“Enjoy this time,” everyone tells us. “They grow up so fast.” And they do, and I do. I certainly don’t want this short window–the few months during which my son is preverbal but incredibly chatty–to end so soon. Any day now, he’ll be actually speaking, and everything will be different, yet again. (Same thing happened when he started walking. Suddenly he was finished being a tiny immobile sitting-cutely baby, and as much as I love this kid, I miss that kid.)
But there is one thing I am hugely looking forward to, and that’s easier mobility. Going somewhere with a toddler is (as most of you know) a Sherpa’s job, involving diaper bags, strollers, stroller rain hoods, extra clothes, blankets, ointments, snacks, sippy cups, toys and other distractions, and possibly a camera or two. For carless New Yorkers like myself, take all that and add to it the discreet charms of the subway–which, in the case of our local station, has not materially changed in form since opening day in 1904. The concrete steps are a very narrow eight feet or so wide, and go two flights down; the turnstiles are too tight for a stroller; the handicapped-access gate emits a loud alarm when opened, to discourage fare-beating. At the other end of the ride, there may be an elevator (if it’s a major transfer point), but subway elevators sometimes function as subway urinals, and they are extremely unpleasant places to be. The city has been required to make its stations ADA-compliant for decades, and has received extension after extension from the Feds, and it’s obvious why. A system of more than 700 miles and 400 stations, virtually all built in tight quarters long before the disabled were a consideration, cannot be remade unless (a) implausible amounts of funding materialize, or (b) we do it slowly, over 50 years or more, in among all the other patches on repairs on fixes that the subways require. We’ve all clearly decided to go with option (b).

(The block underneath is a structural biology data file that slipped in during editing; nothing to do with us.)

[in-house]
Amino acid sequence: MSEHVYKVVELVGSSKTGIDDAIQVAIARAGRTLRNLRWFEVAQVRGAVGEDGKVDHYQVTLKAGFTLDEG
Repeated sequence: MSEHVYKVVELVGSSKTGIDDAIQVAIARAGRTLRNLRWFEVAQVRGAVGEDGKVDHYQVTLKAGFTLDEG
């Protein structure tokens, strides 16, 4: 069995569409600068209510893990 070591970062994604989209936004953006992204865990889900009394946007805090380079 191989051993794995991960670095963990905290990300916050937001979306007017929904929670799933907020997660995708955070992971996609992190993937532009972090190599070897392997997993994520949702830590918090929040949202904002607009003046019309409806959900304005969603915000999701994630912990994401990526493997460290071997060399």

What this means, effectively, is that we make very few trips out of our neighborhood. A fifteen-to-twenty-block radius often defines our weekend, and there are months where that’s it. My wife’s office is within that orbit, and mine’s a short subway ride beyond the daycare dropoff. The ruts run pretty deep, and being sprung from the tight limitations of strollerability is something I’m really, really waiting for.
Of course, that’s when I’ll have to start worrying about his running into traffic.